Former East African Legislative Assembly Speaker, Margaret Nantongo Zziwa, received a major boost in her fight against what she calls unfair impeachment from the EALA speakership last year.
This follows a recent ruling in which the First Instance Division of the east African court of justice (EACJ) overruled — with costs — the objections of the Secretary General, Dr Richard Sezibera, blocking her from giving evidence in court without seeking leave of the regional House.
Sezibera raised the objection in the case in which Zziwa sued him on grounds that her removal from the Office of EALA Speaker was illegal and an infringement of Articles 53 and 56 of the Treaty for the Establishment of the East African Community.
Sezibera had issued an objection asking court not to allow Zziwa to use evidence relating to the office of the EALA in her defence before seeking leave of office.
In his submission, Sezibera reasoned that by adducing such evidence while still a serving EALA MP, Zziwa was in contravention of Section 20 of the EALA Powers and Privileges Act 2003.
This section states thus: (1) Notwithstanding the provisions of any other law, no member or officer of the Assembly and no person employed to take minutes or record evidence before the Assembly or any Committee shall, except as provided in this Act, give evidence else-where in respect of the contents of such minutes or evidence or of the contents of any documents laid before the Assembly or such Committee, as the case may be, or in respect of any proceedings or examination held before the Assembly or such Committee, as the case may be, without the special leave of the Assembly first had and obtained in writing.
In its ruling however, the Court quashed Sezibera’s preemptive assertion on grounds that it found that it has not been satisfactory established before the Court that the evidence the Applicant intends to adduce before the Court does not fall in the realm of Section 20 of the EALA Powers and Privileges Act 2003.
That it would be premature at this stage to forestall Zziwa’s evidence on the pretext that it does not comply with the provision of the said Section.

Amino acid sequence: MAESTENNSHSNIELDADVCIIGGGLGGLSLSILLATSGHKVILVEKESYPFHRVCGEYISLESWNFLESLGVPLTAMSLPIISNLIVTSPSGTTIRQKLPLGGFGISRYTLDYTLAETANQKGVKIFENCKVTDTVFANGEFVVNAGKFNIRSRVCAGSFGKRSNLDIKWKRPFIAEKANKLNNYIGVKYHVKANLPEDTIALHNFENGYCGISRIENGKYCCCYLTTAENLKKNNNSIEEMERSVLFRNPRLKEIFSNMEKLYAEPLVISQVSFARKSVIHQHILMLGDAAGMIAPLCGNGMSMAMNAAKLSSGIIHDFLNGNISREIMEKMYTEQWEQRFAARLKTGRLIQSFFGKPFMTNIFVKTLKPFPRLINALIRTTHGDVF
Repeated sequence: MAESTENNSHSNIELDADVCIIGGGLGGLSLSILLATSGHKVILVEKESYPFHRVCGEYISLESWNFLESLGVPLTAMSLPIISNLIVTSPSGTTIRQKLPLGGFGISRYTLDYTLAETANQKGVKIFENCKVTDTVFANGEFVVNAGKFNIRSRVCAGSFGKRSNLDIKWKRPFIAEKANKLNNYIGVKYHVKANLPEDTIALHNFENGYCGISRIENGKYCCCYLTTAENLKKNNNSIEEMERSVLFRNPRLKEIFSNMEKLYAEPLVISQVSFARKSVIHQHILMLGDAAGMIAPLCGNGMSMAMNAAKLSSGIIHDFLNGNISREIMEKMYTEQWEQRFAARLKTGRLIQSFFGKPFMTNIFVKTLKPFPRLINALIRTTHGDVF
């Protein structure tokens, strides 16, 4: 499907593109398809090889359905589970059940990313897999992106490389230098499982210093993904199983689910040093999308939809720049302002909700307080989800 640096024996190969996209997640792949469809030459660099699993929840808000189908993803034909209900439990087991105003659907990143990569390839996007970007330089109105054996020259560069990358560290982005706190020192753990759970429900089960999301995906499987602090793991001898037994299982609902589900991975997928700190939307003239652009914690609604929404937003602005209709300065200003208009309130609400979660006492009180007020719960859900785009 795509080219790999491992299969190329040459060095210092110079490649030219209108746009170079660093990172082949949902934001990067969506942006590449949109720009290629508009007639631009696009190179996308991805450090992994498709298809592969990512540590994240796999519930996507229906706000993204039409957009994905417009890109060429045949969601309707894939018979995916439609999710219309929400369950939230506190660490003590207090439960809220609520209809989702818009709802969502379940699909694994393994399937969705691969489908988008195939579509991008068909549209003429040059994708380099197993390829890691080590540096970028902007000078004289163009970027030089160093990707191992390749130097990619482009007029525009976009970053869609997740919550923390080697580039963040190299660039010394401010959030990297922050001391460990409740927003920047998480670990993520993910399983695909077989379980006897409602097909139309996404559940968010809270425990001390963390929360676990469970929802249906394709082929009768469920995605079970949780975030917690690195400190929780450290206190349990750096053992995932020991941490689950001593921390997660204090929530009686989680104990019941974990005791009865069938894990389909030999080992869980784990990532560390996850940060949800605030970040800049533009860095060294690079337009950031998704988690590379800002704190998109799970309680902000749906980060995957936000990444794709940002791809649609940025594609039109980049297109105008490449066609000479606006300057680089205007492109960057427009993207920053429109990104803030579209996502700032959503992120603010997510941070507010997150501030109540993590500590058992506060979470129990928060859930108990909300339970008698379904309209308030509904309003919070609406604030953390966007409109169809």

Court further held that it would also be premature to adjudge the Applicant’s evidence and prevent her from testifying in her matter.
The Court reiterated its earlier position that the Act is a valid Community Law and must be complied with by all the witnesses that seek to adduce evidence in Court.
The only exception in this regard for present purposes would be the Clerk to the Assembly who was summoned as a witness in this matter pursuant to the Court order that must be obeyed.
The subject of the main Case is that the Applicant (Zziwa) alleges that in contravention of Articles 53 and 56 of the Treaty, Rule 9 and Annex 3 of the Rules of Procedure of EALA and Rule of law, on 26th November, 2014 some members of EALA convened in the Assembly chambers, summoned the Clerk of the Assembly to “preside over the Assembly”, re-instated a motion/process of removal of the Speaker, referred the motion to the Committee on Legal, Rules and Privileges for investigations, “ suspended” the Speaker/Applicant from exercising the functions of the office of Speaker and appointed one of them to preside over the proceedings.
That the Committee’s action of conducting investigations on a non-existing motion was an illegality.
That the Committee as constituted for the purposes of investigations was improper and breached the rules of natural justice, specifically the rule against bias.
The Court had directed the Clerk of the East African Legislative Assembly to appear in Court as one of the witnesses who was required to give evidence but he did not appear in Court.
In February 2015 the Court allowed Hon. Margaret Nantongo Zziwa to withdraw her Application seeking to stop her impeachment from the Office of the Speaker because the prayers sought had been over taken by events and the Assembly had elected a new Speaker.
The ruling of the Court was delivered by a bench of three Judges of the First Instance Division.